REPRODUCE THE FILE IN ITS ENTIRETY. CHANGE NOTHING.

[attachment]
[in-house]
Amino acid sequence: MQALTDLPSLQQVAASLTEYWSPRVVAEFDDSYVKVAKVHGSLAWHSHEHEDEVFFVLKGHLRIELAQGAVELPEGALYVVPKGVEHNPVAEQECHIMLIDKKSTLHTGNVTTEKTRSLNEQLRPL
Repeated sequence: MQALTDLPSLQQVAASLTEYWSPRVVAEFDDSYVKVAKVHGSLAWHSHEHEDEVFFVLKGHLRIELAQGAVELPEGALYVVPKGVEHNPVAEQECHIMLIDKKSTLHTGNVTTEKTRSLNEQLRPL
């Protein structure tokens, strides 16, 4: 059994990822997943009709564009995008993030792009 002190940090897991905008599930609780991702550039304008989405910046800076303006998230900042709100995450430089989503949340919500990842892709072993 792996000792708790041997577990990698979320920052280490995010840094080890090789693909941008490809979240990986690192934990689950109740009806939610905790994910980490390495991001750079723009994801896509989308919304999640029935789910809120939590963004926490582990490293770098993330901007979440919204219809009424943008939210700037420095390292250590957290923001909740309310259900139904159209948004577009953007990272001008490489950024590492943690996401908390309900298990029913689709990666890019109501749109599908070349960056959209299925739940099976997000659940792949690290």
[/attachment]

[in-house]
Amino acid sequence: MQALTDLPSLQQVAASLTEYWSPRVVAEFDDSYVKVAKVHGSLAWHSHEHEDEVFFVLKGHLRIELAQGAVELPEGALYVVPKGVEHNPVAEQECHIMLIDKKSTLHTGNVTTEKTRSLNEQLRPL
Repeated sequence: MQALTDLPSLQQVAASLTEYWSPRVVAEFDDSYVKVAKVHGSLAWHSHEHEDEVFFVLKGHLRIELAQGAVELPEGALYVVPKGVEHNPVAEQECHIMLIDKKSTLHTGNVTTEKTRSLNEQLRPL
């Protein structure tokens, strides 16, 4: 059994990822997943009709564009995008993030792009 002190940090897991905008599930609780991702550039304008989405910046800076303006998230900042709100995450430089989503949340919500990842892709072993 792996000792708790041997577990990698979320920052280490995010840094080890090789693909941008490809979240990986690192934990689950109740009806939610905790994910980490390495991001750079723009994801896509989308919304999640029935789910809120939590963004926490582990490293770098993330901007979440919204219809009424943008939210700037420095390292250590957290923001909740309310259900139904159209948004577009953007990272001008490489950024590492943690996401908390309900298990029913689709990666890019109501749109599908070349960056959209299925739940099976997000659940792949690290």